Whilst I am more than happy to agree with the positive rhetoric that accompanied the announcement of record numbers of over 50s in the workplace recently, this is far from positive news for everybody.
ONS confirmed that since 1992 there has been a 42% rise in the number of over 50s per 1,000 employees in the workplace. In terms of predicting which direction this trend will take in the future, it’s important to note that the removal of the default retirement age was only in 2011. The long term effects of this legislation are not yet known but reports suggest the number of working over 65 alone has gone up by a third. My belief is that these reported numbers are likely to increase at a faster pace for some time to come.
There will always be positive aspects of working life, but there are accompanying stresses, formalities and physical or mental demands that most people at some point would rather do without. I absolutely acknowledge the value of the skills and knowledge of the over 50s but do so with an awareness of the inevitability of the human condition. People are better prepared to start retirement when they have a plan which involves a lifestyle that is affordable, retaining the positive elements of working life and removing the negatives.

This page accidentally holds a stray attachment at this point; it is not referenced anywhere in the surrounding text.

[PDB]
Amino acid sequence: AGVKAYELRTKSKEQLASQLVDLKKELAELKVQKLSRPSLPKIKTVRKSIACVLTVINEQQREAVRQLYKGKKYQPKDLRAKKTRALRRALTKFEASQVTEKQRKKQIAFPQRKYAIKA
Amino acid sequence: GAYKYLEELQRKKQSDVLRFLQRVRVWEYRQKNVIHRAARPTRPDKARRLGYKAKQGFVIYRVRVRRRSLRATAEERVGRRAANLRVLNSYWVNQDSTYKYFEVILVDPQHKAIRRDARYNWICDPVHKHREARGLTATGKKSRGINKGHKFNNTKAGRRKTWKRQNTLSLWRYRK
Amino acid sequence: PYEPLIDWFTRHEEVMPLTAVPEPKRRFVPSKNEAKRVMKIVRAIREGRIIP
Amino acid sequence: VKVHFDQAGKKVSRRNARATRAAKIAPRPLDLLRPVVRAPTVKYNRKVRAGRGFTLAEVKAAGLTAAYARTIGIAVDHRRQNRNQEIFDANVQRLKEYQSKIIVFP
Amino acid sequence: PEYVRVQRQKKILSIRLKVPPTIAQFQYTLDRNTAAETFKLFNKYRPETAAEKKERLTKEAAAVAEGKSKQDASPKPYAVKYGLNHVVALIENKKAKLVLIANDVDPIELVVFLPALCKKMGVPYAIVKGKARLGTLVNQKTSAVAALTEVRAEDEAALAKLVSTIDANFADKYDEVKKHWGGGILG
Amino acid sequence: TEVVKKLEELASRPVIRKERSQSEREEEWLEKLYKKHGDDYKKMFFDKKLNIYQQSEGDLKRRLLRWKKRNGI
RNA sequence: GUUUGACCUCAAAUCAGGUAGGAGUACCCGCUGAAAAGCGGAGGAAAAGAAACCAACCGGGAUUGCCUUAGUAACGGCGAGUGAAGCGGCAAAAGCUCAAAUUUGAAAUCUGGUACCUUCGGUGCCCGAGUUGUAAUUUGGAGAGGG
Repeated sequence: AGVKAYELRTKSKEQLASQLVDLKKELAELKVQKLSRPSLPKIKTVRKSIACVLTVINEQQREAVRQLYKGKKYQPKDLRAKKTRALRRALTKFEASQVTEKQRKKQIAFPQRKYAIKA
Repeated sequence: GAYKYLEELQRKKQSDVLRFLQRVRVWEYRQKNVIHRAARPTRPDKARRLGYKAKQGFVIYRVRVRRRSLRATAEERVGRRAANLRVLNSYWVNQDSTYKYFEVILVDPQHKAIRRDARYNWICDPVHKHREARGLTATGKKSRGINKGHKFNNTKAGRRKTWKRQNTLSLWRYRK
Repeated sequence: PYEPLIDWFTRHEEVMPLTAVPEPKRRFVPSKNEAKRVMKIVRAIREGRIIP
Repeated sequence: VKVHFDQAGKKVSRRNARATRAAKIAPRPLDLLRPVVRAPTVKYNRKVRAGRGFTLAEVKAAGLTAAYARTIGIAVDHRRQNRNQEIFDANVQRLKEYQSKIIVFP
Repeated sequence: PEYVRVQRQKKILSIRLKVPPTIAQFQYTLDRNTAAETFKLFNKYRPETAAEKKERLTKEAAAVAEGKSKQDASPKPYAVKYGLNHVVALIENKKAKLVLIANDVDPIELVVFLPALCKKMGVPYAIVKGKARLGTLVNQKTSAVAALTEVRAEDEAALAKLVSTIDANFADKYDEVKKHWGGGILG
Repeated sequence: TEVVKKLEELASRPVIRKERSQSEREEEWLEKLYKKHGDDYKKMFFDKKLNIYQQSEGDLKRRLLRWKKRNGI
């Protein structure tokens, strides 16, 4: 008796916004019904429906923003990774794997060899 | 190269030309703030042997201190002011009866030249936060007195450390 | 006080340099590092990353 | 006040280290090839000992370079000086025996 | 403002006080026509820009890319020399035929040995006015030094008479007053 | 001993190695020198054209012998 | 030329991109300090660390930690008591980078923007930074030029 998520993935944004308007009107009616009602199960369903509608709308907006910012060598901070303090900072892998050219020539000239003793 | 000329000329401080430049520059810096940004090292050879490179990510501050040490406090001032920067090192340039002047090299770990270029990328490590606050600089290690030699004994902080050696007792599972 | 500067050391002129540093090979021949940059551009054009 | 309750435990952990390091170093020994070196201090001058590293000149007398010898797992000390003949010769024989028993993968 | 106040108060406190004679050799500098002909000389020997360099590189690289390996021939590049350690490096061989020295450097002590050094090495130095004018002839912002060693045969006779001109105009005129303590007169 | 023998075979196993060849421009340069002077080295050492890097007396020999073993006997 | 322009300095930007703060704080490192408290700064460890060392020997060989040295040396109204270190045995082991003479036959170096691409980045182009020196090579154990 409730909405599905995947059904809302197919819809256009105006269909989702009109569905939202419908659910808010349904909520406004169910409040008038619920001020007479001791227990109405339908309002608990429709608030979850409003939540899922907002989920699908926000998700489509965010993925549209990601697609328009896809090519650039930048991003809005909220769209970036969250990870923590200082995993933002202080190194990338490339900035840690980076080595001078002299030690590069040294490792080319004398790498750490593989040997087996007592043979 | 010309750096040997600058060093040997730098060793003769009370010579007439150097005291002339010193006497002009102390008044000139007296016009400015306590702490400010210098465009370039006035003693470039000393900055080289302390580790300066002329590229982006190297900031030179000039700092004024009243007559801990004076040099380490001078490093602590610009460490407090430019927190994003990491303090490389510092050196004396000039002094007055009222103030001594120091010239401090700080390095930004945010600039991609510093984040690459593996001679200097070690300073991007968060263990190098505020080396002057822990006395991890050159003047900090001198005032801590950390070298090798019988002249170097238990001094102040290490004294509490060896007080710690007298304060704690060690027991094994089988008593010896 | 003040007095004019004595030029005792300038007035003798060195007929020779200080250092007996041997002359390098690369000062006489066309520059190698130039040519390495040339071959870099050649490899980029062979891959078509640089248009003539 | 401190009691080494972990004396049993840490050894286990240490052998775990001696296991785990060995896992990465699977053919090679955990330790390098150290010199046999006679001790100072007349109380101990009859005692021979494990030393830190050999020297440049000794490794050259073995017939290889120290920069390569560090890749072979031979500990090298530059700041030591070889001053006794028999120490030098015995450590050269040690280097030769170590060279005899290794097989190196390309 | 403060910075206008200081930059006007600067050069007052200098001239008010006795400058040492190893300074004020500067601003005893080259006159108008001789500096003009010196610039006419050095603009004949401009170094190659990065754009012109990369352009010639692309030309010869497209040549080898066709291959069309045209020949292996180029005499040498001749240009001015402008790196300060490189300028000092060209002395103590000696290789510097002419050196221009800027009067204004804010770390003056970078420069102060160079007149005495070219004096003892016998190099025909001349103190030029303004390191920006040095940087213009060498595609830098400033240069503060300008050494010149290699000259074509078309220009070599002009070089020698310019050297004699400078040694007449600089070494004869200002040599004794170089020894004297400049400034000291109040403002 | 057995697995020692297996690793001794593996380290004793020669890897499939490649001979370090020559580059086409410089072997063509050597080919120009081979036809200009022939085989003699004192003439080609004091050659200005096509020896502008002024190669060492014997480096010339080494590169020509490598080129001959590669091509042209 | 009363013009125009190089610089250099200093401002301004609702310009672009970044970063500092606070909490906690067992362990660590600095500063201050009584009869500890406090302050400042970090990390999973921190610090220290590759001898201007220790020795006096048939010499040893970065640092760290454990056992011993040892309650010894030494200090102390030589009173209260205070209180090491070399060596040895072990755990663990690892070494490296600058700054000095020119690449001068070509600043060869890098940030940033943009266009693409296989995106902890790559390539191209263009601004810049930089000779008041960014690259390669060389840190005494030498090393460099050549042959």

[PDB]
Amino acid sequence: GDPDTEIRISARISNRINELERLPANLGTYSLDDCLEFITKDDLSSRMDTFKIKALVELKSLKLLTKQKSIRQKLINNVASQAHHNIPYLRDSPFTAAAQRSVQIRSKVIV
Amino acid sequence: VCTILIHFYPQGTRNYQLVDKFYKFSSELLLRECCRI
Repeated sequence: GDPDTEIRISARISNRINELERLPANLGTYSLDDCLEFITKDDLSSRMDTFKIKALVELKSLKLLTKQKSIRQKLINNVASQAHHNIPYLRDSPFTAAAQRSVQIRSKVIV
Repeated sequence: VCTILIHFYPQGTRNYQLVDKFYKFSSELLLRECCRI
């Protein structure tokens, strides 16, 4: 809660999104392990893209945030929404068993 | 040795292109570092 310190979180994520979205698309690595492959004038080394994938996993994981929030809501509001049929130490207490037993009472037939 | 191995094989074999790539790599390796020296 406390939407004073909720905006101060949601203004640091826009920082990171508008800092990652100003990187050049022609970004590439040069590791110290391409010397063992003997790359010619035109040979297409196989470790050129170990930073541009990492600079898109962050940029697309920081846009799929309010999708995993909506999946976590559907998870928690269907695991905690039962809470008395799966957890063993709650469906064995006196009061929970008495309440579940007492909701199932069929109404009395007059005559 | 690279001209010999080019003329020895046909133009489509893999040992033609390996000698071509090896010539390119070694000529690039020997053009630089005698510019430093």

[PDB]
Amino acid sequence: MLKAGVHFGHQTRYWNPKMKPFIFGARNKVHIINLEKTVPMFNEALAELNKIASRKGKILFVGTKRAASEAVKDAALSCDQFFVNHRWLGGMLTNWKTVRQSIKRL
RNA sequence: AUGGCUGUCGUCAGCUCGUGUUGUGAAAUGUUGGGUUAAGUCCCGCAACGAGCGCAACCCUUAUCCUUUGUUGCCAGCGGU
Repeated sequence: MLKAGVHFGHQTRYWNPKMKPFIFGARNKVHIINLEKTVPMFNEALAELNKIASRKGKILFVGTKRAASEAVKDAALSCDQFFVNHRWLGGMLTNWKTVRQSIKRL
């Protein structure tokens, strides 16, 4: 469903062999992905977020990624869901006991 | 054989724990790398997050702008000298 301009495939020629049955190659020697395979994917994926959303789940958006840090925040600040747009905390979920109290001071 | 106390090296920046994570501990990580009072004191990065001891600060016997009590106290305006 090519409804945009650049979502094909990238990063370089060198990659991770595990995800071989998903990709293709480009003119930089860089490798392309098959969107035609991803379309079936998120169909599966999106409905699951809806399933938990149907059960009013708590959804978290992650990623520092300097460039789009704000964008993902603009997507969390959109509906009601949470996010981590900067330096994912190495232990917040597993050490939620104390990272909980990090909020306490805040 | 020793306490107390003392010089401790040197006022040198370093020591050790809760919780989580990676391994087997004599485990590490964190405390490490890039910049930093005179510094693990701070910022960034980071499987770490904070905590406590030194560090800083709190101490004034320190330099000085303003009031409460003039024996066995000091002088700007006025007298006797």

I know from talking to employers that an ageing workforce can be a real cause for concern too. Perhaps the stereotypes of older employees who have more absence or who fail to embrace change because ‘this didn’t work the last time we tried’ are unfair. However, workforce stagnation, where younger employees have no possibility of progression, is becoming a very real threat.
The takeaway here is that I would actively encourage employers to have a retirement policy, capturing how the business supports employees to prepare for a life after work. Many employers don’t. Possibly they have never got round to it, but others I know have avoided this because of age discrimination concerns.
The retirement policies that are in place tend to focus on how to handle staff at the point of retirement rather than a career-long strategy which includes reference to pensions, financial education and considerations of the wider retirement picture. The latter would help employees get on the right track sooner rather than later and open up a dialogue between the employee and employer, leading to a much better understanding between the two.
Wanting to work, whether you’re 50 plus or 70 plus, and being able to, can only be good news. Having to, is a different matter.